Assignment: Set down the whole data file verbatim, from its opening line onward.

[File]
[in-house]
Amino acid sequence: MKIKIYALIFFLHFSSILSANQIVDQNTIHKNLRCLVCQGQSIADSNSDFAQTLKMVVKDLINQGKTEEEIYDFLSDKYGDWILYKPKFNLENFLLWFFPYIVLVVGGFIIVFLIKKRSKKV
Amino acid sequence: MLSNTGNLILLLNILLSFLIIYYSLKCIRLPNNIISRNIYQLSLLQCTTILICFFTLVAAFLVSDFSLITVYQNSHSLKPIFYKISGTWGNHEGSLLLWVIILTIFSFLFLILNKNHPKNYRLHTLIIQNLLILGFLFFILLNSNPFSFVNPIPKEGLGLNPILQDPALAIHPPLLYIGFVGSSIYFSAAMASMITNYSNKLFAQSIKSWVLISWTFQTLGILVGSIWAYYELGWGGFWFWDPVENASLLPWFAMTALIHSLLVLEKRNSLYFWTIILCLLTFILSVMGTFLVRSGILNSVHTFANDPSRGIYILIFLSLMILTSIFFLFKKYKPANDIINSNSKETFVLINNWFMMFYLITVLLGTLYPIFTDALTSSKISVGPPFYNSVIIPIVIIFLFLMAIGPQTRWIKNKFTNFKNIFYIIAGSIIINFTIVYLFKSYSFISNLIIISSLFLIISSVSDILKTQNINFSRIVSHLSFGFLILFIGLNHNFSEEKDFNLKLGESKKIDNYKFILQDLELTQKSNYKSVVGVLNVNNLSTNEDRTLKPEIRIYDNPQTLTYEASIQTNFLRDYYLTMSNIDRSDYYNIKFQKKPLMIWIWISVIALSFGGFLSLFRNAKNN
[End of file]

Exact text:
[in-house]
Amino acid sequence: MKIKIYALIFFLHFSSILSANQIVDQNTIHKNLRCLVCQGQSIADSNSDFAQTLKMVVKDLINQGKTEEEIYDFLSDKYGDWILYKPKFNLENFLLWFFPYIVLVVGGFIIVFLIKKRSKKV
Amino acid sequence: MLSNTGNLILLLNILLSFLIIYYSLKCIRLPNNIISRNIYQLSLLQCTTILICFFTLVAAFLVSDFSLITVYQNSHSLKPIFYKISGTWGNHEGSLLLWVIILTIFSFLFLILNKNHPKNYRLHTLIIQNLLILGFLFFILLNSNPFSFVNPIPKEGLGLNPILQDPALAIHPPLLYIGFVGSSIYFSAAMASMITNYSNKLFAQSIKSWVLISWTFQTLGILVGSIWAYYELGWGGFWFWDPVENASLLPWFAMTALIHSLLVLEKRNSLYFWTIILCLLTFILSVMGTFLVRSGILNSVHTFANDPSRGIYILIFLSLMILTSIFFLFKKYKPANDIINSNSKETFVLINNWFMMFYLITVLLGTLYPIFTDALTSSKISVGPPFYNSVIIPIVIIFLFLMAIGPQTRWIKNKFTNFKNIFYIIAGSIIINFTIVYLFKSYSFISNLIIISSLFLIISSVSDILKTQNINFSRIVSHLSFGFLILFIGLNHNFSEEKDFNLKLGESKKIDNYKFILQDLELTQKSNYKSVVGVLNVNNLSTNEDRTLKPEIRIYDNPQTLTYEASIQTNFLRDYYLTMSNIDRSDYYNIKFQKKPLMIWIWISVIALSFGGFLSLFRNAKNN